Human Development and its effects on Economic Growth and Development


The focus of this study is to empirically examine the impact of Human Development on Economic Growth and Development in African countries, between 1990 and 2015. The key findings and results of the study suggested the existence of a positive and significant impact of human development on economic growth and development in Africa. The study employed Human Development Index as the main variable of interest; GDP was considered as the dependent variable; inflation, capital, investment and labour were considered as control variables. Random and Fixed effects method of estimation was used with Hausman test estimated to determine the appropriate model to use. The study also revealed that Labour and foreign aid also have a positive and significant relationship with growth as recorded by most researchers. It was recommended that more efforts should be placed on developing the human capacities in all areas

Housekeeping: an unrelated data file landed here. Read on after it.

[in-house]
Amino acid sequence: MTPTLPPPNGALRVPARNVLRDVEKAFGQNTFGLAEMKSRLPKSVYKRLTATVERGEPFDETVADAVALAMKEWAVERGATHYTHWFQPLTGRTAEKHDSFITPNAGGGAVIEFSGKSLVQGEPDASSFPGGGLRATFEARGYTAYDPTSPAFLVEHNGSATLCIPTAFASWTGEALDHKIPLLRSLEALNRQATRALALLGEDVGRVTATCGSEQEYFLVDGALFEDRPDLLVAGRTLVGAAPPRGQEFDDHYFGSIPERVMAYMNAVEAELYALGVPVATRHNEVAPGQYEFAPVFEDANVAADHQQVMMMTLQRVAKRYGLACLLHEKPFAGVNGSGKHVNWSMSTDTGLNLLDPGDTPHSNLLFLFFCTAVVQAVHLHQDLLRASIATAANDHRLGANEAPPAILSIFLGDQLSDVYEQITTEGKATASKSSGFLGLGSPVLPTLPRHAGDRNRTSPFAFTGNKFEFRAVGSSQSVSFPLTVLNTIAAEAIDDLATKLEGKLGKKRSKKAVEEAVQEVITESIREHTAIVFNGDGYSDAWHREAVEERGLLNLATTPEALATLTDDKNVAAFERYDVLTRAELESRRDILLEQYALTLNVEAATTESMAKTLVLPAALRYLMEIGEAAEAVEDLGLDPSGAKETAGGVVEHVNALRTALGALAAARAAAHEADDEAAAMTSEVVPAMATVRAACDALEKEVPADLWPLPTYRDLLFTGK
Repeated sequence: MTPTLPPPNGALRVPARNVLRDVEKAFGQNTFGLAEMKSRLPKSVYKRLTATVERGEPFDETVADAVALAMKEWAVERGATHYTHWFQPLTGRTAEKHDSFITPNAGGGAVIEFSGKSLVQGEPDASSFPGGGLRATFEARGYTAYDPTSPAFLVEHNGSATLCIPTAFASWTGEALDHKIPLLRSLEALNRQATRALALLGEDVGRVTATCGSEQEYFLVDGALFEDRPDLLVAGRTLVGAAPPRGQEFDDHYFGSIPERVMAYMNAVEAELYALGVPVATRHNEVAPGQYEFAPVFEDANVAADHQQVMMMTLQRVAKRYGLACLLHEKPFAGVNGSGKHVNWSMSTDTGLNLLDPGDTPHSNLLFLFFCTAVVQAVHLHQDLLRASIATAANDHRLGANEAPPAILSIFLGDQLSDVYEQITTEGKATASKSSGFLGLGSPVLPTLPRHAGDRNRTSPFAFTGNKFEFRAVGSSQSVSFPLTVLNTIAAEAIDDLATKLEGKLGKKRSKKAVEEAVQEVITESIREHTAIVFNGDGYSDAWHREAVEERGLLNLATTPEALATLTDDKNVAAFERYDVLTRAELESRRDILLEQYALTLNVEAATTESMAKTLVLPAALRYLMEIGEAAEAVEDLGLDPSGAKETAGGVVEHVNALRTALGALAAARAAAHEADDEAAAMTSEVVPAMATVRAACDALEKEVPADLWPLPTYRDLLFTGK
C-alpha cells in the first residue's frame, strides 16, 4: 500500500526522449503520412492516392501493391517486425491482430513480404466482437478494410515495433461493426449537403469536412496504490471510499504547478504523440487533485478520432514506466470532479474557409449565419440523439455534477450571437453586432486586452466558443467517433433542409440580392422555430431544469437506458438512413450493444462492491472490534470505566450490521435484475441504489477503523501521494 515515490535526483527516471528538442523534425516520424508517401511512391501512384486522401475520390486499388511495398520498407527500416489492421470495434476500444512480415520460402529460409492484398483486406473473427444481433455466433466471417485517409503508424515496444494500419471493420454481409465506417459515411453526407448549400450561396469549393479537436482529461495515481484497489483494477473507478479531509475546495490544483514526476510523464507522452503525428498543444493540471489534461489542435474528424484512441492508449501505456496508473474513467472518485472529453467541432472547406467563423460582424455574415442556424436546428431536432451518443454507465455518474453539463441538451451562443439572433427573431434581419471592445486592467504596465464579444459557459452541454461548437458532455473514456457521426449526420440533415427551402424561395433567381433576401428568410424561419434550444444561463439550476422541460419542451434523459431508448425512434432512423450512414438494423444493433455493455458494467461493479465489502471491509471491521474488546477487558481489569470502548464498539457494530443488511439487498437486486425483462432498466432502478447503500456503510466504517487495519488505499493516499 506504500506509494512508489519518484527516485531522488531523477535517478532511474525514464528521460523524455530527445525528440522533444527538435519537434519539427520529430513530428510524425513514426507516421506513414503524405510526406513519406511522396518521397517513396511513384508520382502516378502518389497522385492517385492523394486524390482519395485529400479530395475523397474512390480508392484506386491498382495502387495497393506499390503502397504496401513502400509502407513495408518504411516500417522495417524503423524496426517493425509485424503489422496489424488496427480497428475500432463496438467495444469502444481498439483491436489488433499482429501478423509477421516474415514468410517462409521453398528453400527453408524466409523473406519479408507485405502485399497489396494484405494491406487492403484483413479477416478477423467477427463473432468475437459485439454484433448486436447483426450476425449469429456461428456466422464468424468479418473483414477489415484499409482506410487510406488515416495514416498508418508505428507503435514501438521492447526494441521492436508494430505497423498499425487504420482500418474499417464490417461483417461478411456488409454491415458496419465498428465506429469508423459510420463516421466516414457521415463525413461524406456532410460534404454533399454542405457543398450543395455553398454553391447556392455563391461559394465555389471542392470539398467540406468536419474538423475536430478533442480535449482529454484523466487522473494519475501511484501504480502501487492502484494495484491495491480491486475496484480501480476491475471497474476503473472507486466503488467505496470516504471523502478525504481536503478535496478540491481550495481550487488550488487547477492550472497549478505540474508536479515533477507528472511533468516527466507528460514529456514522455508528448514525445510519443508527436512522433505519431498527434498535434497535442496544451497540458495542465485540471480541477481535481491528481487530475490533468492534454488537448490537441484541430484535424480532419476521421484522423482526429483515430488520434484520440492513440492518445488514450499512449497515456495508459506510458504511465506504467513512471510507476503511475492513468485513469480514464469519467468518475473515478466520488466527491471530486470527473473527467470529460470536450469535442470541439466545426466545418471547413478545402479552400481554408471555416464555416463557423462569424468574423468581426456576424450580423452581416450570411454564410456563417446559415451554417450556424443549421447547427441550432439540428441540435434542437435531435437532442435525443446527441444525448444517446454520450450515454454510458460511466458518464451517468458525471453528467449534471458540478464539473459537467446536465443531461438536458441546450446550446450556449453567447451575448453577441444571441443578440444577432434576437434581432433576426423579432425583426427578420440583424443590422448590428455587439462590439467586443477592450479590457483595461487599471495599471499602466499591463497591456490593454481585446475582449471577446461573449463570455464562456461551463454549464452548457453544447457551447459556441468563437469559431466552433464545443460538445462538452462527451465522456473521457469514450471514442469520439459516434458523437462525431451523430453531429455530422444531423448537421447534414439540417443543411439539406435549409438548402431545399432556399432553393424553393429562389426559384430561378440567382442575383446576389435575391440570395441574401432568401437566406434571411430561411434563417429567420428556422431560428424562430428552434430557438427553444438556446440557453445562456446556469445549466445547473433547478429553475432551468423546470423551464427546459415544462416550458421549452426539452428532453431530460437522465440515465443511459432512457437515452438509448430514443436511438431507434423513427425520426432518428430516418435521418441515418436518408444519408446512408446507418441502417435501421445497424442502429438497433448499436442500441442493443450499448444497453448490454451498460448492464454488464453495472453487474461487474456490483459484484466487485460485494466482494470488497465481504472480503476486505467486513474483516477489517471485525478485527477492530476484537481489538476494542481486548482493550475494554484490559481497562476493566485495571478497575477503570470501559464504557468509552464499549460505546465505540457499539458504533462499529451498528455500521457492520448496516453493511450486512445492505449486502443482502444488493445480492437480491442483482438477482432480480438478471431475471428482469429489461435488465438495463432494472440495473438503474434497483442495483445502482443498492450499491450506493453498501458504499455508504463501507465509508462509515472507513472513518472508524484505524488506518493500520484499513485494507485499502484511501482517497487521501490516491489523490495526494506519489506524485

Human development was initially characterized as “a procedure of developing individuals’ decisions” that empowers them “to lead a long and sound life, to procure information and to approach assets required for a conventional way of life” (Hopkins 1991). The UNDP list (HDI) speaks of a synthetic measure in which the life expectancy at birth, education, and (the log of) per capital income – as a proxy for different dimensions of human development not specifically related to health and education (Fukuda-Parr (2003)) give a lower type of a country’s accomplishments as far as human development is concerned.Read Full Article